Thousands of passwords and credit card details have been exposed online after social engineers breached the billing platform WHMCS.
Attackers obtained the data after masquerading as the platform's lead developer, Matt Pugh, and managed to con the company's hosting provider to release administrator credentials.
Pugh's details were then used to access WHMCS's database and steal hashed customer credit card numbers and passwords, usernames and support tickets. Along with that data, they also dumped a 1.7Gb cache that included the WHMCS control panel and website information.
Almost a day's worth of data was erased from the compromised servers, while links to the cache and other smaller files were hijacked.
“The person was able to impersonate myself with our web hosting company and provide correct answers to their verification questions, and thereby gain access to our client account with the host, and ultimately change the email and then request a mailing of the access details,” he said.
“This means that there was no actual hacking of our server. They were ultimately given the access details. We are immediately reviewing all of our hosting arrangements, and will be migrating to a new set-up at the earliest opportunity.”
Pugh initially said that the database of its ticketing system may have been compromised, and recommended any users who had recently sent a ticket containing their WHMCS or FTP login details to change them.
Around four hours later, Pugh said that the main server was compromised, which hosts the main website and WHMCS installation; he said a malicious user had proceeded to delete all files, losing all new orders placed within the previous 17 hours, as well as any tickets or replies submitted.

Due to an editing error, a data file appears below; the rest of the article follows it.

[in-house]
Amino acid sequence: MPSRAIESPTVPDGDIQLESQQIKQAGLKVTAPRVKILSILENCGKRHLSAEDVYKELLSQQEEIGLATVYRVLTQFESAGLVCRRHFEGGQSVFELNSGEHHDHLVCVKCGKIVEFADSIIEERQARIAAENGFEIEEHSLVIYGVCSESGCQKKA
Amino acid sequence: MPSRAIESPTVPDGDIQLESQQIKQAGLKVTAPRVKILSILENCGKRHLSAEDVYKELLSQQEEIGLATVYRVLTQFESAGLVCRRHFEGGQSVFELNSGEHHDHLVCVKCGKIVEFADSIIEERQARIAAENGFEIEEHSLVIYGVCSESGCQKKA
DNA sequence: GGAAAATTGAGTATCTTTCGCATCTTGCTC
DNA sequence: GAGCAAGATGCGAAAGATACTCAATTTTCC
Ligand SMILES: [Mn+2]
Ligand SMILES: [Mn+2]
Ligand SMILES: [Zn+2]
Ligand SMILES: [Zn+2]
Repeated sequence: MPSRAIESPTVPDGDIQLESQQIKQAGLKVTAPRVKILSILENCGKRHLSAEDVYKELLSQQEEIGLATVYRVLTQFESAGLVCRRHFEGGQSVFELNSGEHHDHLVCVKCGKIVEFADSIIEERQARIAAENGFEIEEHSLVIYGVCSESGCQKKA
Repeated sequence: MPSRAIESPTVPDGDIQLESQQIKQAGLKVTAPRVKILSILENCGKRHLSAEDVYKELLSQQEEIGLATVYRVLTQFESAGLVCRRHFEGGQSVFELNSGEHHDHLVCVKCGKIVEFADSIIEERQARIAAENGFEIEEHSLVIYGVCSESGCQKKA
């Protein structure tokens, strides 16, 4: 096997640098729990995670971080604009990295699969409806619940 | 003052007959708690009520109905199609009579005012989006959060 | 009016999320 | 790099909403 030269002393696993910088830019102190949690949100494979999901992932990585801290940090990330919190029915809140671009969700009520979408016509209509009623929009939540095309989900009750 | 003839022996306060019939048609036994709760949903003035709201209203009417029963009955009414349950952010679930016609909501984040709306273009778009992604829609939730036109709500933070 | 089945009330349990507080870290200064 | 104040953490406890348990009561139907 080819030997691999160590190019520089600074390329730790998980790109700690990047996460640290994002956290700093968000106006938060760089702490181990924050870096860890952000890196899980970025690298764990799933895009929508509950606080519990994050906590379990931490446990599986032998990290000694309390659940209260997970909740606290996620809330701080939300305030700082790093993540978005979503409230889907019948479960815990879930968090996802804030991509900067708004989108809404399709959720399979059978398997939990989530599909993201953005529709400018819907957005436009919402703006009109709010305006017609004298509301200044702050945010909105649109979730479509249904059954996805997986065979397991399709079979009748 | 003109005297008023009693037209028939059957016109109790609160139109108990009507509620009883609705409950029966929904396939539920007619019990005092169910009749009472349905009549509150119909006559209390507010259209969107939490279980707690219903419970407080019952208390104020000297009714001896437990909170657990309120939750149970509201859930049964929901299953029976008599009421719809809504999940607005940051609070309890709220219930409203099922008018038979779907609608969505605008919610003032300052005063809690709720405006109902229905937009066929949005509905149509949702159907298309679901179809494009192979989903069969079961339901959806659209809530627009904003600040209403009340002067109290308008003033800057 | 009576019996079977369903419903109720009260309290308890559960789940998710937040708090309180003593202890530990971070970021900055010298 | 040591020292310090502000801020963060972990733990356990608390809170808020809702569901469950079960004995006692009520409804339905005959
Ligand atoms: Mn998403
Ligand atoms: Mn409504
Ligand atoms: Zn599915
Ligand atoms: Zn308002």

Troves of information from Australian hosting companies were displayed during a cursory scan of the breach databases by SC Magazine Australia.
The stolen tickets may also contain sensitive information such as credit card numbers, a mistake RackCentral managing director Shaun McGuane said customers often commit.
He said: “We get people sending us sensitive stuff through tickets all the time and we have to keep telling them to stop.”
McGuane took a swipe at WHMCS's response to the breach – he said it had not yet emailed affected customers to warn them to change passwords and cancel credit cards.
“I only found out about it last night after a friend happened to check their blog," McGuane said. “It is really disappointing.”
McGuane recommended affected customers change passwords both for the WHMCS and on their systems. He said customers should also check to see if their credit card numbers were held by the company and, if so, cancel them.
“Sure they say they're encrypted, but that doesn't mean that they won't be cracked,” he said.